Simon Fraser University is awash with images of Toddish McWong, dressed in Lionhead mask and Royal Stewart tartan kilt. The
picture has been adopted by the SFU Recreation and Intramurals
department to promote the inaugural SFU Gung Haggis Fat Choy “Canadian
Games.” There are 4’x2’ signs hanging from
the ceiling of the Academic Quadrangle, and there are 3’x 2’ sandwich
board signs all around the campus. I never
expected to see so many images of me in a kilt all around the SFU
campus, 12 years after I first donned a kilt to help participate in the
SFU Robbie Burns Day mini-parade.
from Burnaby News Leader interviewed me today at Simon Fraser
University, asking me questions about the origin of Gung Haggis Fat Choy and the creation of the SFU Gung Haggis Fat Choy “Canadian Games.”
The story should appear in the next few days. Here is my recollection of some of the interesting questions she asked me:
Q: What is Gung Haggis Fat Choy?
is the intersection of two seemingly different cultures in which we
discover the similarities. It is the exploration of Scottish
Canadian and Chinese Canadian pioneers and history that belongs to all
Canadians. It is the intercultural fusion that happens as more
and more of Canadians from different ethnic and cultural groups marry
into each other's families and cultures.
not? It's going to happen anyways. Almost all my cousins
have married people who are non-Chinese. This allows their
children and their children's children to be able to celebrate both
cultures simutaneously and with fun.
this point the photographer says that he has a friend who hated all the
family politics and tension filled expectations surrounding Chinese New
Year in his family – but irronically he and his partner have been
attending the GHFC dinner for the past two years, and enjoying it
Q: How do people react to the cross-cultural fusion?
Very well, they “get the joke,” and after the dinners there are so many
people who leave smiling, saying “I have to tell my friends,” or “Only
in Vancouver could this happen.”
Q: Has anybody Scottish Canadians reacted negatively towards you?
you mean, “How dare you misappropriate and make fun of our culture and
traditions!” (laughing) No… not at all… never in fact. They actually think it’s pretty cool that a Chinese Canadian guy is promoting Scottish culture. Harry
McGrath, coordinator at the SFU Center for Scottish Studies, comes to
the Gung Haggis Fat Choy poetry readings and he told me the other day,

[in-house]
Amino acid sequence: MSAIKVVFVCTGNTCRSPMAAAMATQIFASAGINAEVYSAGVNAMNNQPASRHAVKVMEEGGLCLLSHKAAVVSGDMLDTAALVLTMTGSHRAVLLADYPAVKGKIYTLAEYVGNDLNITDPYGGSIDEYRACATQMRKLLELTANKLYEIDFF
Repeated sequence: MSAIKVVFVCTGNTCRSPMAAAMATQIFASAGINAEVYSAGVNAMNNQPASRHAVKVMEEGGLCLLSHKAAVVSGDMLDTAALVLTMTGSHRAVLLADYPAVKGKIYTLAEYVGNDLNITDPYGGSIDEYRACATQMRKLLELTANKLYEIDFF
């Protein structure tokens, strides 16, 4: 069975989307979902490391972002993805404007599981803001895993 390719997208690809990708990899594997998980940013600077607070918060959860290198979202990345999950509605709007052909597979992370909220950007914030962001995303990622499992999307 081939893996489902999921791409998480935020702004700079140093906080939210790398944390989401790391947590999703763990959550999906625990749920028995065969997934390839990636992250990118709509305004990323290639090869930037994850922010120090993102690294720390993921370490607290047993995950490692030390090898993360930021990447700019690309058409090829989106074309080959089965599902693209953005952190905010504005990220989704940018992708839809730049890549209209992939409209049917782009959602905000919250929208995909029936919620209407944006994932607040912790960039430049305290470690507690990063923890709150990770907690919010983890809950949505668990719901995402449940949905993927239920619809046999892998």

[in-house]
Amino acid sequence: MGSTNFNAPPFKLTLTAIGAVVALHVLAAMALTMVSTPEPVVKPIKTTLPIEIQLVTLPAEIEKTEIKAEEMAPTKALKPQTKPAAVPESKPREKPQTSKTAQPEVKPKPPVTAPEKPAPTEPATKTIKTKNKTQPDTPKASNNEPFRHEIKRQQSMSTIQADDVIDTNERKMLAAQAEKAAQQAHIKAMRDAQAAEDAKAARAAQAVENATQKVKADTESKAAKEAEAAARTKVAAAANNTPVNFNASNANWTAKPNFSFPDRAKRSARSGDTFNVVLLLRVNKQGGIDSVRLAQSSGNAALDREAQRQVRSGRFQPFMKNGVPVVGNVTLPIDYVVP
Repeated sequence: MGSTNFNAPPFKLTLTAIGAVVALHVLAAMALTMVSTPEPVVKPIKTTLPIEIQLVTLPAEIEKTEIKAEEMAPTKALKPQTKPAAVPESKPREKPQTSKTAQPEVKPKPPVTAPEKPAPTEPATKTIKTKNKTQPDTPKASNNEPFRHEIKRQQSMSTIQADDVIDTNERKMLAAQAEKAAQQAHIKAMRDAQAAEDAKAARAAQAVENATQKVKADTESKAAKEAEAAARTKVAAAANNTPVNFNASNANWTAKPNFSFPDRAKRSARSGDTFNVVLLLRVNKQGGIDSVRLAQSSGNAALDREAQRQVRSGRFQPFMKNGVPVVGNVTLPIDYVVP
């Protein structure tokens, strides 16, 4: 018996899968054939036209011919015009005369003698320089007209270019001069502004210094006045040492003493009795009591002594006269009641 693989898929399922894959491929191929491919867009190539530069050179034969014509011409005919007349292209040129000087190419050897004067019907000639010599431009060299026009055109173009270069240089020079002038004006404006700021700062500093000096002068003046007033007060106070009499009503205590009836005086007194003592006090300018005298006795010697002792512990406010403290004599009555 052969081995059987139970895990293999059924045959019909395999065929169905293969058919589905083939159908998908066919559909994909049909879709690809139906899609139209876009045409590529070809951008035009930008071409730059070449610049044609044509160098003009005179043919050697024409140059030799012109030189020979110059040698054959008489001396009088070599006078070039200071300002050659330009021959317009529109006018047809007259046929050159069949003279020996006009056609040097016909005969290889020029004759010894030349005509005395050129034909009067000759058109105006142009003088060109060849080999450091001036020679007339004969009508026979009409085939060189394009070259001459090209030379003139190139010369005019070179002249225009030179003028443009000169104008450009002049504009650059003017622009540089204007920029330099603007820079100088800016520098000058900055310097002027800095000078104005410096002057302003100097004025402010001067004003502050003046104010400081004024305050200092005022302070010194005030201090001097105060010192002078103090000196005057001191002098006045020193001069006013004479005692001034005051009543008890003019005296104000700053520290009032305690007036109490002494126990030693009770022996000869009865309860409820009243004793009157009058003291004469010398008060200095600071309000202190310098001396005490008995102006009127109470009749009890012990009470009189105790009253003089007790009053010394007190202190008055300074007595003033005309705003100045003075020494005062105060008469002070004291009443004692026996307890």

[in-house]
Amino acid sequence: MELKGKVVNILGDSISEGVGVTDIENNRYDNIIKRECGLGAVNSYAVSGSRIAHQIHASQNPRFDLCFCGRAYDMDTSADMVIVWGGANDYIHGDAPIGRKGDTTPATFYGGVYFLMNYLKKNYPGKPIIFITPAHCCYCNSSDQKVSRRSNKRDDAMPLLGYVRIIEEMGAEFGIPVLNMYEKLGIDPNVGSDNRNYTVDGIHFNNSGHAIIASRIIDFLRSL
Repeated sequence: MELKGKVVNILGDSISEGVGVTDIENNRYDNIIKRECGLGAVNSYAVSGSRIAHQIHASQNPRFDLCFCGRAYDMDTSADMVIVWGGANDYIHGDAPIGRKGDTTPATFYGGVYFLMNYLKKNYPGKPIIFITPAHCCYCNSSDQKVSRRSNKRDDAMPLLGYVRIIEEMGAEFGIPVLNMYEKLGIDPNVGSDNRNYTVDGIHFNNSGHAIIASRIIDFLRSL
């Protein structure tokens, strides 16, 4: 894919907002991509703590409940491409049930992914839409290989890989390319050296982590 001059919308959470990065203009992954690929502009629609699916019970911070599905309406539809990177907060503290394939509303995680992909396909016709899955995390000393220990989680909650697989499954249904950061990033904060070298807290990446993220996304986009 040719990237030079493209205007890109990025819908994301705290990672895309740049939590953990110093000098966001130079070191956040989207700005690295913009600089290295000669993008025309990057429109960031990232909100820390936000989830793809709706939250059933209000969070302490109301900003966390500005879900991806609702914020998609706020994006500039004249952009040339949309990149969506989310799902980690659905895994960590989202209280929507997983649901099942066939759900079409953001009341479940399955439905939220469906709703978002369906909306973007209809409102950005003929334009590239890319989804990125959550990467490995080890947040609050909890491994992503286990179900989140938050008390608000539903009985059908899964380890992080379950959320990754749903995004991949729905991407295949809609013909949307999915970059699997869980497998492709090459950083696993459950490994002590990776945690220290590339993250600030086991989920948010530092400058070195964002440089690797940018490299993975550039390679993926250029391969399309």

“You’re famous in Scotland.” He was referring to a Canadian Press story
that had interviewed McGrath about this Sino-Caledonian fusion. Harry thinks it’s grrrreat!
Q: How do you feel about people coming to the events?
A: I think it’s great. They get the joke. As Canadians we have to laugh at ourselves, and have fun with ourselves. So many Canadian families are now blended cultures. We are celebrating inclusiveness. We are celebrating learning about each other’s cultures. We are celebrating learning about Canada’s own Scottish-Canadian and Chinese-Canadian histories. It belongs to all Canadians – not just a particular ethnic group.
Q: Have there been any other Scottish Chinese dinners like yours, are there any imitators?
that I know of (it slipped my mind that the Chinatown Lions’ Club has
done a Robbie Burns Dinner for many years – but apparently not as wacky
or humourously as mine). There was somebody
who worked with me at the Vancouver Public Library, who told me he and
a group of friends had their own “Gung Haggis Fat Choy” dinner by
ordering in Chinese food, reading Robbie Burns poetry and playing a
bagpipes cd. I am going to have to put together a “Gung Haggis Fat Choy
Dinner Kit” and include suggested format, Robbie poems, Asian Canadian
poems, my own poems and a bagpipe cd by my piper Joe McDonald
Q: Where do you see this going?
A: All across Canada. Gung Haggis Fat Choy dinners in every town. People are asking about Gung Haggis Fat Choy. They want to do their own dinners. I have heard from people in Edmonton, Nanaimo, Tacoma, Nova Scotia, Ohio, Portland…
And if it brings people together than that is great! I know that my own ancestors had a hard time in this land because of racial discrimination – often because of Scots. But now we have so many cousins marrying people of Scottish descent. We are all intermarrying each others’ cultures. This is creating a uniquely Canadian culture. And it is all good.
We finished by doing a photo session with Mario the photographer. He
had me jumping into the air, holding my dragon boat paddle in one hand,
and my dragon hand puppet perched on my other hand (I don’t think he
was trying to get a shot under my kilt). I did a variety of leaps, recalling my jumping repetoire from my days spent freestyle skiing on moguls.
Ó 2005 Todd Wong